When I travel with my wife, or sometimes just run to the grocery, cleaners or hardware store, she frequently has to remind me, “Scott, remember, you are NOT in charge here.” Many of you fellow Leanistas know the drill. You hardly ever see a restaurant, a checkout, a meat counter at the supermarket, a parking lot or God help us a TSA line at the airport – in our out – that we could not spend 5 minutes rearranging and save folks a ton of time and money.
When I was part of a growing home building company we learned to be on guard for the newest “technology” coming down the pike that promised to revolutionize our home building business. We called the condition of falling for these fantastic technology claims the “allure for the sexy lady of technology.” Thirty years later, it is safe to say, some things never change. Before I expand on the latest siren of technology, let me give you the results of a couple recent studies.
It is not a secret to regular readers that increasing a home builder’s customer satisfaction increases referral sales. Many home builders blow away the 15% national average of referral sales and achieve 40-50%, by virtue of meeting the customers’ hierarchy of needs and having in place a respectful referral sales strategy.
The market bottom is clearly behind us, and this is validated by three very reliable indicators. First, annualized home starts have more than doubled from the Spring of 2009. Second, consumer confidence (and therefore builder confidence) continues an upward trend, and for regular readers, you know these are good predictors of sales activity for the next 6-9 months! Third, and my favorite market turn around indicator, is that the Salesperson Auto Indicator (SAI) has turned positive.
There is no question that Lance Armstrong has one of the most unique comeback and sporting histories of all time. He was a little known triathlete, cancer survivor, turned seven time Tour de France winner, and founder of an extremely successful non-profit foundation, before dramatically falling from public grace by virtue of the U.S Anti-Doping Association (USADA). As a fellow cyclist and racer, I held Lance’s accomplishments in very high regard, adorning my office with Lance posters and a picture from our meeting after his 7th tour victory.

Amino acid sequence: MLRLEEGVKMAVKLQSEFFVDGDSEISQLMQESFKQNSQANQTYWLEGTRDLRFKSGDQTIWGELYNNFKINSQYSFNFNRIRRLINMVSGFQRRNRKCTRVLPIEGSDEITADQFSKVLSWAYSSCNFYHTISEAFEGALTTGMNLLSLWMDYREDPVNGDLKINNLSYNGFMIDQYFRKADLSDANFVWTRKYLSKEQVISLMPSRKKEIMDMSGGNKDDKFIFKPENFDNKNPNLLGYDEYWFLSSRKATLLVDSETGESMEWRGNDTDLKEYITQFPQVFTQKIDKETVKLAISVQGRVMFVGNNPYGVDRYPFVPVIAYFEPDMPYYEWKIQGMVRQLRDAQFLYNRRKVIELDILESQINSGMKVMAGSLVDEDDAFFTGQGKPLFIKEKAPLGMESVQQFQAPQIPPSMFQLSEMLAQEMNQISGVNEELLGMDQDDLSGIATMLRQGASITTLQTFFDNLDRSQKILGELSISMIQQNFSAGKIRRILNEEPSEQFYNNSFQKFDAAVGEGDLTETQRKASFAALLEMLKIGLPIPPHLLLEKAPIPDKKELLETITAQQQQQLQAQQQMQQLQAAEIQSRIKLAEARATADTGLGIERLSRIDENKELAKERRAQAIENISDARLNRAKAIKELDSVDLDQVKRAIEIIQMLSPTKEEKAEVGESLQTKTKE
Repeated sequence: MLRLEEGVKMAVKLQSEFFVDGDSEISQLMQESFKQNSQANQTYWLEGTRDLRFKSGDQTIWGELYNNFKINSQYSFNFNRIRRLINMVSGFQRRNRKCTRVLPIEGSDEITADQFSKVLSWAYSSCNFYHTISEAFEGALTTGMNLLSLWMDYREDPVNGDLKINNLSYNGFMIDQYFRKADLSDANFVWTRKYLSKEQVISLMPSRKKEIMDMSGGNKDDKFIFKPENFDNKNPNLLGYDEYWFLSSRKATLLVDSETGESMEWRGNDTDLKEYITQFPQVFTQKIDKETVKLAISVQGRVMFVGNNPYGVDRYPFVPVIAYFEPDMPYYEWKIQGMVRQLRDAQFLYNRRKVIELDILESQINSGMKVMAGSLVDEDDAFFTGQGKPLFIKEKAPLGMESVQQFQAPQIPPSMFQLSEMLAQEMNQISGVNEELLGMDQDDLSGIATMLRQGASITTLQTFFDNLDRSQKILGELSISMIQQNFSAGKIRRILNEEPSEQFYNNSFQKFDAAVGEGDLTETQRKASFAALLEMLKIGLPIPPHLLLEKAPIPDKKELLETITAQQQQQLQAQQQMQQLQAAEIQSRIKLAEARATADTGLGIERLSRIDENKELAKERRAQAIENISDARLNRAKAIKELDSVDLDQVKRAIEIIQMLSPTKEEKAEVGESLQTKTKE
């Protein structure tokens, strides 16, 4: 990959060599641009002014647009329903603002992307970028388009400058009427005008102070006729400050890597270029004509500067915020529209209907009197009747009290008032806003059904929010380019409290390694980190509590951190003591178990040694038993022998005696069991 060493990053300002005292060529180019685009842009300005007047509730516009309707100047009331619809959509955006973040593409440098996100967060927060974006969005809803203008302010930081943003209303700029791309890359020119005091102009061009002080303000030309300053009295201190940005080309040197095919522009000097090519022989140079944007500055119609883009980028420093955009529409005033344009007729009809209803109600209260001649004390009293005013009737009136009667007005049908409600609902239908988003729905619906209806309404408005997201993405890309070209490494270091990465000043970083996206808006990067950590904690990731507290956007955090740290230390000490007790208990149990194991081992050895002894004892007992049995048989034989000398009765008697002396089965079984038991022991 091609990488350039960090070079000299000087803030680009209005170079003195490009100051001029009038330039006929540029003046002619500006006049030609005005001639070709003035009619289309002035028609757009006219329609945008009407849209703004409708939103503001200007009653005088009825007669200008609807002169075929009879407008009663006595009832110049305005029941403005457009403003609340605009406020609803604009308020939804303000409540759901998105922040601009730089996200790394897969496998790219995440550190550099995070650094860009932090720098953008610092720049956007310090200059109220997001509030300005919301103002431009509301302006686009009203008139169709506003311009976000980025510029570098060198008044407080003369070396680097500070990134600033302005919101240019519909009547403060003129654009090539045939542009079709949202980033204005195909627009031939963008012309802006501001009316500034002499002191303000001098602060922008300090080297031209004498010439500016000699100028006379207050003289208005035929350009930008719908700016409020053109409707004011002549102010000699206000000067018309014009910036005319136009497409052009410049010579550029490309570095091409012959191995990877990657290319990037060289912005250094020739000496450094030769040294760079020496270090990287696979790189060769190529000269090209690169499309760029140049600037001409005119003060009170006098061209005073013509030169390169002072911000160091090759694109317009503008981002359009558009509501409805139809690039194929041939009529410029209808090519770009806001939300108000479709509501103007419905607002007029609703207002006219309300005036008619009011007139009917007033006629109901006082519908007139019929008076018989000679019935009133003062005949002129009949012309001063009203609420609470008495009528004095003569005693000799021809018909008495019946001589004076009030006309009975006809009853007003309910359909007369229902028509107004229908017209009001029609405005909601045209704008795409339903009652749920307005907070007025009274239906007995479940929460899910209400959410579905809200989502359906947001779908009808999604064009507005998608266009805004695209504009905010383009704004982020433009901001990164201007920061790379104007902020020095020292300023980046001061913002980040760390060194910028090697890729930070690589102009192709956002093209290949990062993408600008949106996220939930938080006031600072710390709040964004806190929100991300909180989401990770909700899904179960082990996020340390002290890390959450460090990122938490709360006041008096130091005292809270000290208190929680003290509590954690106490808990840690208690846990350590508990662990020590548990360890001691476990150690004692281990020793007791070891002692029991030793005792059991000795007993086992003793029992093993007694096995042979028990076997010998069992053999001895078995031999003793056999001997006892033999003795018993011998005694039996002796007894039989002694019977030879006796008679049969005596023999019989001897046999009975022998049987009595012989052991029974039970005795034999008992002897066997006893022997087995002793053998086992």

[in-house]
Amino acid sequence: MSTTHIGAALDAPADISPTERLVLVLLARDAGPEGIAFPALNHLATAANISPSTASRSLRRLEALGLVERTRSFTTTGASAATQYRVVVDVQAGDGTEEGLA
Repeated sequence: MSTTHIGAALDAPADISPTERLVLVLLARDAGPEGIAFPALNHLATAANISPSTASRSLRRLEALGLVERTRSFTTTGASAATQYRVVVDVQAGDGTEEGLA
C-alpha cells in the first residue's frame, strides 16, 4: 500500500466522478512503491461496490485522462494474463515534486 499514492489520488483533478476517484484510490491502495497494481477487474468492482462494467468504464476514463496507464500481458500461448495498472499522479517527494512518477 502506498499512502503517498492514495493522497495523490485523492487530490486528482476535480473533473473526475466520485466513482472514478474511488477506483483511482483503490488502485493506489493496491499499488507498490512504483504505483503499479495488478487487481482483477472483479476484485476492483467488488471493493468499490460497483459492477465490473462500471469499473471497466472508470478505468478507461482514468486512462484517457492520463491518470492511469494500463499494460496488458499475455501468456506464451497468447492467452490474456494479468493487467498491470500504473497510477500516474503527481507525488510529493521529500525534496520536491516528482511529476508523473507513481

The first lesson that I learn
My December column just came out on HousingZone.com and you can read it here: http://www.housingzone.com/scott-sedam-how-do-you-lead-leader or in the Professional Builder magazine.
We all know that teamwork is an important ingredient in building great homes and great relationships with our customers. This importance is substantiated by Woodland, O'Brien & Scott studies showing that a builder's teamwork rating is a good predictor of future referral sales. Given the importance of teamwork, particularly as we head into a busier year end construction and closing season, the following teamwork fable may be helpful.
In the days before civilization, out on the prairie, lived four oxen: Randy, Todd, Scott and Chuck.
Performance bonuses have been around the homebuilding industry for a long time. Salespeople earn commissions and bonuses based upon their sales productivity, and Superintendents earn bonuses for their Quality, Budget and Schedule performance. For the most part, customer satisfaction bonuses were left out of the equation…until that is…a particular marketing company decided to venture into the home building industry with their version of “Customer Satisfaction” awards. Regardless of the accuracy or merits of that award program, it proved to be a performance bonus game change
Team sports analogies have long been used in home building for obvious reasons. They both have the common component of individual performances that roll up into team results. Home building is the ultimate team endeavor, made up of internal employees and external trade partners numbering into the thousands.
Why is teamwork important in home building? The answer is potent – customers' teamwork ratings are highly correlated to customer referring activity and future referral sales!